The CHP and the Good Party (İP) have a responsibility to help the HDP distance itself from terrorism – as opposed to blaming the government and encouraging the HDP to stick to its guns
There is a growing tendency among Western media outlets; they seek to answer what the West must do, given President Recep Tayyip Erdoğan will remain in power for another four years. Believing that the risk of "losing Turkey" is higher than before, they advocate the "carrot and stick" approach. Let me say at the outset that this is a fruitless endeavor.
Turkey's foreign policy at the moment is full of hot topics, including the S-400 air defense system agreement, the country's removal from the F-35 fighter jet program, potential U.S. sanctions, the Eastern Mediterranean and northern Syria. How those issues are resolved could determine the next four years of Turkish policy.
The S-400 air defense system's delivery to Turkey has sparked debate among Western governments on Ankara's future treatment. The question at hand goes beyond concerns about the fate of Turkey-U.S. relations. This is much bigger than one key NATO ally removing another key ally from the joint F-35 fighter jet program.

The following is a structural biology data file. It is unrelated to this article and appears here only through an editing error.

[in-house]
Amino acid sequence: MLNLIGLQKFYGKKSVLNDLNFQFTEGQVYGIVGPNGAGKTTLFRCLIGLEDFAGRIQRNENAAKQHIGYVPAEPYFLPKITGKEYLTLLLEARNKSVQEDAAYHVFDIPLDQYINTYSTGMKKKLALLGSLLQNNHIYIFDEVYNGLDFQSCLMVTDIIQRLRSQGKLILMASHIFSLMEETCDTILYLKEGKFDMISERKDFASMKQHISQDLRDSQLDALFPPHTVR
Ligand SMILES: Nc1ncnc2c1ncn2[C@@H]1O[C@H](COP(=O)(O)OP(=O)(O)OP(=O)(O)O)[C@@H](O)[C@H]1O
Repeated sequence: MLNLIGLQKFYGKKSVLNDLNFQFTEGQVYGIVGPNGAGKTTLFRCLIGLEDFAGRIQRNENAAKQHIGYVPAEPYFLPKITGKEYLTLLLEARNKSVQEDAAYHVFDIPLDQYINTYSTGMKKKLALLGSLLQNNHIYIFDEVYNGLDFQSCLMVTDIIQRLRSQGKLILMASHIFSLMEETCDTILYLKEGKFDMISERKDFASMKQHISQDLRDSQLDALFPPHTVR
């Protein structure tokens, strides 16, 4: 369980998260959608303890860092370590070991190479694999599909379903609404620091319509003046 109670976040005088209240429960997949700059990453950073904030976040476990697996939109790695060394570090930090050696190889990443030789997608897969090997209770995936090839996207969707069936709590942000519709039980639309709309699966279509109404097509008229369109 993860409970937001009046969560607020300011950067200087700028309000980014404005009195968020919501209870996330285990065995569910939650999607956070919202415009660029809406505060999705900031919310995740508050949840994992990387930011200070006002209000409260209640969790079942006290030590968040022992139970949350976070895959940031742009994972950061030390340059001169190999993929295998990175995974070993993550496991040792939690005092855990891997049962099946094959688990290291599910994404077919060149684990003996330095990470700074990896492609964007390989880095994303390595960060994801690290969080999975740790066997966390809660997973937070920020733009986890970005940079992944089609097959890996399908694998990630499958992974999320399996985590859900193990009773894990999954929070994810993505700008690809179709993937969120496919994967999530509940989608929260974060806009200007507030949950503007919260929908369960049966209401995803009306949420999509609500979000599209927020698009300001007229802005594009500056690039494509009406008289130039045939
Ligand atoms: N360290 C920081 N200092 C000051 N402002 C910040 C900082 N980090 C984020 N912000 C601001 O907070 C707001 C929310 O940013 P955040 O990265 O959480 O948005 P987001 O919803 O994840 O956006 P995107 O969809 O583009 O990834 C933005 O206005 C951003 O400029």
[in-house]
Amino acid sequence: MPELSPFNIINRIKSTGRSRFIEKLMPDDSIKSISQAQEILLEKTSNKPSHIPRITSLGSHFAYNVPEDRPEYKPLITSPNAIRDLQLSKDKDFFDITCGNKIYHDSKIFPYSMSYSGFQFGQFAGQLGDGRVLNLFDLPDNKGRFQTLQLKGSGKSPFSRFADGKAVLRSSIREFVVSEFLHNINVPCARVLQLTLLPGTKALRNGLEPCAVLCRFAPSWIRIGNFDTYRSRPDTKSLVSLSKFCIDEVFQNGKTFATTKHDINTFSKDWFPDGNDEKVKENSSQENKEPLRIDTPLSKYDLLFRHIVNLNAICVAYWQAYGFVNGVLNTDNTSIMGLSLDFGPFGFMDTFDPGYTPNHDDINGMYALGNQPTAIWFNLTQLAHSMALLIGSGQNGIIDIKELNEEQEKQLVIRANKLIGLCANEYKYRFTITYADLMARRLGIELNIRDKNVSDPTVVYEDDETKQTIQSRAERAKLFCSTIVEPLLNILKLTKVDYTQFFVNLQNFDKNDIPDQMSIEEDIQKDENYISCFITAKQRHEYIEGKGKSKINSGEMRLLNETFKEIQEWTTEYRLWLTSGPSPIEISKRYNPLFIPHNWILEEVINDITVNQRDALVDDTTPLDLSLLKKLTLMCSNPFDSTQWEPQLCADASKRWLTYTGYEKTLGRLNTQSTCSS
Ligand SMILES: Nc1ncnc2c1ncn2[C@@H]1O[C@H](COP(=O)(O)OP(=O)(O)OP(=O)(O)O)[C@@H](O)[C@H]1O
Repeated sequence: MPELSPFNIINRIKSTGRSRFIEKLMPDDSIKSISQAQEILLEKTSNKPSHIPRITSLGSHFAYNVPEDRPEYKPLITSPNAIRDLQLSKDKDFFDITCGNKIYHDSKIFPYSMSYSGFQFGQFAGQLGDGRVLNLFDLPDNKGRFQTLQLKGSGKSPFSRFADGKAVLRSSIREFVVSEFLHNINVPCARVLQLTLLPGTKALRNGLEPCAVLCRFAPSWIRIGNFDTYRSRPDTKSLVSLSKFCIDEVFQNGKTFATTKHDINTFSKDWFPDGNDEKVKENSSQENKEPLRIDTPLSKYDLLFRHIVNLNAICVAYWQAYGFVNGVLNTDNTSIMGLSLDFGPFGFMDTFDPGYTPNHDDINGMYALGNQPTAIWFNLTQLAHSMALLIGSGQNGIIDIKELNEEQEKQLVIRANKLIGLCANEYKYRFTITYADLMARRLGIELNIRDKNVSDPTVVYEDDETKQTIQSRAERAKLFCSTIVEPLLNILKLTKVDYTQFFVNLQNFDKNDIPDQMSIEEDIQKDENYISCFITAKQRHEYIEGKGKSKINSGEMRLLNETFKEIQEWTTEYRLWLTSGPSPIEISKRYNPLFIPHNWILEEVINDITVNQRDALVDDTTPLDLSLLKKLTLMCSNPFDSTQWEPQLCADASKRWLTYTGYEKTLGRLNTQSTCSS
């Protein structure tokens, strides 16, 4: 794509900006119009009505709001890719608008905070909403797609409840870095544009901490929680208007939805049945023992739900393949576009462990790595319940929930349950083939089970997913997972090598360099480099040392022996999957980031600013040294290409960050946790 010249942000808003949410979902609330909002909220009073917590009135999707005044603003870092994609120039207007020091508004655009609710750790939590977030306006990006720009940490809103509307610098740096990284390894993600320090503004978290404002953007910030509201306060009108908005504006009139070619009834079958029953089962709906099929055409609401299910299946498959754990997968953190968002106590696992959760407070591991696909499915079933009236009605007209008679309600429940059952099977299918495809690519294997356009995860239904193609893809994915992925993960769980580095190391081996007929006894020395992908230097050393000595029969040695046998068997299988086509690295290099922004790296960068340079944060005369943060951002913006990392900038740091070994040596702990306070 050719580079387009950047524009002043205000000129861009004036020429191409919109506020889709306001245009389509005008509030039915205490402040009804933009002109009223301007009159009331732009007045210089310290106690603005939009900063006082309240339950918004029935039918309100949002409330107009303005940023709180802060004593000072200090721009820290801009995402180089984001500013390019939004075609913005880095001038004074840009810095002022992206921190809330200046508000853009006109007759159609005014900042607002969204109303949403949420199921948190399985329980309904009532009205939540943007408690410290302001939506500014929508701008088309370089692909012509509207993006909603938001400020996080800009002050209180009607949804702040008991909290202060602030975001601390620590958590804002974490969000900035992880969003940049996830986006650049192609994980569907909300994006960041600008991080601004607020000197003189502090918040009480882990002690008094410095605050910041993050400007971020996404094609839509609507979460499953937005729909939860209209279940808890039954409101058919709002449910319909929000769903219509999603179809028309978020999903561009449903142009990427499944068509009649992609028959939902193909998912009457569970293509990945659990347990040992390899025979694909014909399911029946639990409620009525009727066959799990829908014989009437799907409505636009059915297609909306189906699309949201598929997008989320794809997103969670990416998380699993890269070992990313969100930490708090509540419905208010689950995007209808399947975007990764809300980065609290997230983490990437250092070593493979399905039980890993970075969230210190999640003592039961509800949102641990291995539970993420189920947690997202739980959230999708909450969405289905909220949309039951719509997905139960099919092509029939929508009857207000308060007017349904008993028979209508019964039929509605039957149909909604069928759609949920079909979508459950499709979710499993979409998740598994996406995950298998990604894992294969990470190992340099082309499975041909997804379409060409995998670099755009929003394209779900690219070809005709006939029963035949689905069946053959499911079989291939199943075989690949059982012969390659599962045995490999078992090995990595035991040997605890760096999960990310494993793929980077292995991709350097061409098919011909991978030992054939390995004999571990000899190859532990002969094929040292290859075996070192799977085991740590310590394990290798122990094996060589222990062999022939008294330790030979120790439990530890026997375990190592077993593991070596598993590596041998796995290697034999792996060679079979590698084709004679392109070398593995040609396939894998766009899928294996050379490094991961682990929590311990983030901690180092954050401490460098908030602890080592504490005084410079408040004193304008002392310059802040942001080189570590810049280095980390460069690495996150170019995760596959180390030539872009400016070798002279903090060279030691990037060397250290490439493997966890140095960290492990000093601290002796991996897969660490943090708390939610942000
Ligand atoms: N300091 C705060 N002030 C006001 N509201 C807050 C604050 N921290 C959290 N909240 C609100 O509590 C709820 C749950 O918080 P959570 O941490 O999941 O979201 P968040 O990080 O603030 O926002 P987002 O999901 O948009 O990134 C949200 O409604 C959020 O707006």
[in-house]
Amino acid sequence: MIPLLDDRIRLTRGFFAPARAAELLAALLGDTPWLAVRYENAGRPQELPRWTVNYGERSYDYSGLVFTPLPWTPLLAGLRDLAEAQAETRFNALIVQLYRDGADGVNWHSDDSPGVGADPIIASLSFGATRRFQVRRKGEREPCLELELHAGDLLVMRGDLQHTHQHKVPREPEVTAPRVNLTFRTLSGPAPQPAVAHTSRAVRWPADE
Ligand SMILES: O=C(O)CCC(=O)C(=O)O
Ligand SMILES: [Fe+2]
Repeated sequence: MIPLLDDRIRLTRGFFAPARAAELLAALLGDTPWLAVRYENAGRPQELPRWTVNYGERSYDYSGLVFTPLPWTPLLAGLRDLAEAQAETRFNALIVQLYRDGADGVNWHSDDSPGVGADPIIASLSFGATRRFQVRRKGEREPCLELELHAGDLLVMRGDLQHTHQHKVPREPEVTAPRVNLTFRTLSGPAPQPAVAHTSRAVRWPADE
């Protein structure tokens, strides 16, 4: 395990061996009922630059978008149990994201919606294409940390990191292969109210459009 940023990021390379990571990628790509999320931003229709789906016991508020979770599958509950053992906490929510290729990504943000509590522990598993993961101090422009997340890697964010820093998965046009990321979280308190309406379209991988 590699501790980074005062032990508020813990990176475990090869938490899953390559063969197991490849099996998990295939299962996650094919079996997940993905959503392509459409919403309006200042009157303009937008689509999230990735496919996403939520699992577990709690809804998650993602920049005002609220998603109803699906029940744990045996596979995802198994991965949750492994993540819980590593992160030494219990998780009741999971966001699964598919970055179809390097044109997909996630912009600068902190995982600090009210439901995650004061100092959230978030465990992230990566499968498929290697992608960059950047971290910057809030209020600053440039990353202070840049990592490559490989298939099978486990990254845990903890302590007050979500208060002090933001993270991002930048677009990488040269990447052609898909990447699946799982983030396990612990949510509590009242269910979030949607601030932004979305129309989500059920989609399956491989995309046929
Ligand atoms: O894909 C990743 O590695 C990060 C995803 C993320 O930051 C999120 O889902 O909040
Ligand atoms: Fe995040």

The Pentagon removed Turkey from the F-35 fighter jet program, despite U.S. President Donald Trump's earlier comments about Ankara being treated unfairly over its move to purchase the S-400 missile defense system from Russia. That Congress favored Turkey's removal was no secret either. It remains to be seen whether the United States will levy sanctions on Turkey under the Countering America's Adversaries Through Sanctions Act (CAATSA).